Sometimes even if the internal HR picks a resume directly from a job site.he/she would prefer to send it to a head hunter rather than calling the candidate directly..



I heard this earlier too, I am not sure if this is always true. The HR people may not prefer employee referral scheme at all. My views are based on Indian IT job situation.
 
Kj Reddy
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Manish Hatwalne wrote:
BTW, when we are now looking for candidates in our organization, consultants are asking 8.5% charges, is that normal & acceptable? We don't have any HR department as of now, so no such nexus and exchange of money!



Few years back we paid one month salary to the job consultant.
 
Manish Hatwalne
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I should also mention that I am referring to Indian job market.
KJ - 1 month sounds equivalent to 8.5% of annual CTC.

 
thomas silver
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Sorry for not mentioning it earlier that I was referring to US market. I think I am missing something as I do not understand how the company HR likes to use head hunters even if it receive %50 back from them for landing a candidate, as Rambo Prasad indicated. The company still has to pay the other %50 to the head hunters (on top of paying salary for internal HR), am I right?
 
Ulf Dittmer
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I think I am missing something as I do not understand how the company HR likes to use head hunters even if it receive %50 back from them for landing a candidate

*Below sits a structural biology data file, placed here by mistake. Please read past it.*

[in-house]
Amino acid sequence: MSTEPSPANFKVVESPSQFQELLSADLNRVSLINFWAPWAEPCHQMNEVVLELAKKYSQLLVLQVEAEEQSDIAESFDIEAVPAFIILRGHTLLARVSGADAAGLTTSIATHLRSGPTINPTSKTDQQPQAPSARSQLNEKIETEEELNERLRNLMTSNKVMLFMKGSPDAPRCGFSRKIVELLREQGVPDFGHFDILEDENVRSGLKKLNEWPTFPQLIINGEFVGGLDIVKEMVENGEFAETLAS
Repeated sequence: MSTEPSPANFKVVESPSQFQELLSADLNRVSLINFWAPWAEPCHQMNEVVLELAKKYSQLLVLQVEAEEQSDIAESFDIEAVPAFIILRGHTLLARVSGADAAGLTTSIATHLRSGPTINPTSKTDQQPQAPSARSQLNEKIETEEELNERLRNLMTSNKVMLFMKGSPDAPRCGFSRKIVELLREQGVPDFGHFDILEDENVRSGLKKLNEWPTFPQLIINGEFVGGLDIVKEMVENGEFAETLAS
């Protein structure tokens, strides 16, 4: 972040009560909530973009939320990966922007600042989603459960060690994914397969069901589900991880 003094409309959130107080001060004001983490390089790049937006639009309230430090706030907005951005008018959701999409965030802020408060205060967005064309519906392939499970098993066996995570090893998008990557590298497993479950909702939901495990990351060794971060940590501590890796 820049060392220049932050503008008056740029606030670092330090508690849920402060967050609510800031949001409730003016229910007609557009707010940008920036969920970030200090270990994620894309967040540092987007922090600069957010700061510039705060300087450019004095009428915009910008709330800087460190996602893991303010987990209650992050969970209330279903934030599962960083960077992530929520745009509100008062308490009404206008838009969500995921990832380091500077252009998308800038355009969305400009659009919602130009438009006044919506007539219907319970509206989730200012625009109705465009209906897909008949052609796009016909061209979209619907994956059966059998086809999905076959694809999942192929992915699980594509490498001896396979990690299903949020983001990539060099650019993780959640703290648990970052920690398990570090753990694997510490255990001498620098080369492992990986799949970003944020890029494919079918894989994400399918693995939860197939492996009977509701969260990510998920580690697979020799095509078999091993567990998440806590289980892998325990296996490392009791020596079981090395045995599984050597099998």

As I understand it, the term "kickback" implies something illegal going on here; I don't think there's much of that going on where you work. Common figures for the US and Europe are around 3 months salary being paid to the recruiting agency upon a successful hire (for varying definitions of "successful").

I don't think you'll see substantially different treatment (in regards to salary or otherwise) for hires coming in through agencies or not. But there's no rule about that (as you mentioned in your first post), either. The salary in particular will differ more due to your negotiating skills than to how the company came to know about you. But companies are oftentimes more amenable to allow people more expenses (like technical books, cell phone bills, gasoline bills or public transportation costs) than a higher base salary, since those expenses are tax-deductible for the company.
 
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thomas silver wrote:Sorry for not mentioning it earlier that I was referring to US market. I think I am missing something as I do not understand how the company HR likes to use head hunters even if it receive %50 back from them for landing a candidate, as Rambo Prasad indicated. The company still has to pay the other %50 to the head hunters (on top of paying salary for internal HR), am I right?



In the US the standard rate for employees is 25% of base salary. (Caveat: in recessions or overheated markets it can vary from about 15-33%; executive recruiters--and I mean real executives of Fortune 500 type companies, just just people who use the term "executive recruiter" have different standards.) This means the recruiter receives 25% of your annual salary only. If you receive $100k in salary, and a 20% bonus, and lots of stock options, and they paid for some classes and sent you to conferences as part of your contract, the recruiter (or recruiting firm) will receives a fee of $25k.

Now if the recruiter (or firm) does a kickback to the company, it probably violates the employee code of conduct (and certainly is unethical) and would be grounds for dismissal.

Remember that in a large company benefits (SS, medical benefits, 401k matching, overhead) can run 20-30% on top of salary. For a firm, a 25% recruiting fee isn't necessarily that costly.

--Mark